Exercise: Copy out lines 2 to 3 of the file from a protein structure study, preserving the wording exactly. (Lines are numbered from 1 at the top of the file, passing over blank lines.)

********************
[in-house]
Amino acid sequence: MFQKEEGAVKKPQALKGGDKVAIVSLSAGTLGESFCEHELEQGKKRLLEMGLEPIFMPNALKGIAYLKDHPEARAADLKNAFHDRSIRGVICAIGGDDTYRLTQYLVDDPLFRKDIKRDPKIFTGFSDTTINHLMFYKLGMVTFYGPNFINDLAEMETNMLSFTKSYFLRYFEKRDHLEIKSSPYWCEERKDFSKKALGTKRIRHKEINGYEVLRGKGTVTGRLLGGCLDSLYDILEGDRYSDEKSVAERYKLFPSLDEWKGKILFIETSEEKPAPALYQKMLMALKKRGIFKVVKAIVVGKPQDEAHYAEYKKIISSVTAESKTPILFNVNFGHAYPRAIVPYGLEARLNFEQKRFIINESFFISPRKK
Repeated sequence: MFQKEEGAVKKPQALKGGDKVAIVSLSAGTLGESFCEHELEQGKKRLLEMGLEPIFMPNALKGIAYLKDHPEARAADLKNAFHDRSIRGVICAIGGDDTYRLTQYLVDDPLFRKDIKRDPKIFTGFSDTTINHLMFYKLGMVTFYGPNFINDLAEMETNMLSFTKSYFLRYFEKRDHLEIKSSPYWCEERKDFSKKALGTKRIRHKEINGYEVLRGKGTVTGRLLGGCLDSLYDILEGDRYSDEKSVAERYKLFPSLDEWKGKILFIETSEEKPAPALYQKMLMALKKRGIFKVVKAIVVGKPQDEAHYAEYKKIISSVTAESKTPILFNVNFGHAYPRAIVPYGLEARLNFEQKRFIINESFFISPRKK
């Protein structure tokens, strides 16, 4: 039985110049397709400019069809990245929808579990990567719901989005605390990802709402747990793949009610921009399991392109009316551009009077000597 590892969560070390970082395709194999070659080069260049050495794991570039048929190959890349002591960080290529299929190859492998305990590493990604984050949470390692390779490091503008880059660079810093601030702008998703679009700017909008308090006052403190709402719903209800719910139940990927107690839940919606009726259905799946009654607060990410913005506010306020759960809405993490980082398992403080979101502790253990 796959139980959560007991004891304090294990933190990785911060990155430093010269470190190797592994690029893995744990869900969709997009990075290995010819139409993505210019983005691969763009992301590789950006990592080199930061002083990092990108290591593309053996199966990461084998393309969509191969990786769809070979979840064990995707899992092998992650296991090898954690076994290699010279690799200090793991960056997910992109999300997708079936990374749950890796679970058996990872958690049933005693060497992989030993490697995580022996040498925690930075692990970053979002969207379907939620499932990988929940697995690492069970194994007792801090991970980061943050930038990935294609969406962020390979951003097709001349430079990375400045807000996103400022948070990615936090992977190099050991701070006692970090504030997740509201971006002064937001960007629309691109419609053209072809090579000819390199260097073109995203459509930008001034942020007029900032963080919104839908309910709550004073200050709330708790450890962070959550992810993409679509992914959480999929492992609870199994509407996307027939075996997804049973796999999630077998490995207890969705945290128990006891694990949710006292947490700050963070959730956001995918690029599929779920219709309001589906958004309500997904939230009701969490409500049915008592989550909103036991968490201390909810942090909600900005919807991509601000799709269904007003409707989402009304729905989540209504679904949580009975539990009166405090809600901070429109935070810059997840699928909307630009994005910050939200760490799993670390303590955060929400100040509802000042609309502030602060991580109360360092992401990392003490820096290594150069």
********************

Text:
Amino acid sequence: MFQKEEGAVKKPQALKGGDKVAIVSLSAGTLGESFCEHELEQGKKRLLEMGLEPIFMPNALKGIAYLKDHPEARAADLKNAFHDRSIRGVICAIGGDDTYRLTQYLVDDPLFRKDIKRDPKIFTGFSDTTINHLMFYKLGMVTFYGPNFINDLAEMETNMLSFTKSYFLRYFEKRDHLEIKSSPYWCEERKDFSKKALGTKRIRHKEINGYEVLRGKGTVTGRLLGGCLDSLYDILEGDRYSDEKSVAERYKLFPSLDEWKGKILFIETSEEKPAPALYQKMLMALKKRGIFKVVKAIVVGKPQDEAHYAEYKKIISSVTAESKTPILFNVNFGHAYPRAIVPYGLEARLNFEQKRFIINESFFISPRKK
Repeated sequence: MFQKEEGAVKKPQALKGGDKVAIVSLSAGTLGESFCEHELEQGKKRLLEMGLEPIFMPNALKGIAYLKDHPEARAADLKNAFHDRSIRGVICAIGGDDTYRLTQYLVDDPLFRKDIKRDPKIFTGFSDTTINHLMFYKLGMVTFYGPNFINDLAEMETNMLSFTKSYFLRYFEKRDHLEIKSSPYWCEERKDFSKKALGTKRIRHKEINGYEVLRGKGTVTGRLLGGCLDSLYDILEGDRYSDEKSVAERYKLFPSLDEWKGKILFIETSEEKPAPALYQKMLMALKKRGIFKVVKAIVVGKPQDEAHYAEYKKIISSVTAESKTPILFNVNFGHAYPRAIVPYGLEARLNFEQKRFIINESFFISPRKK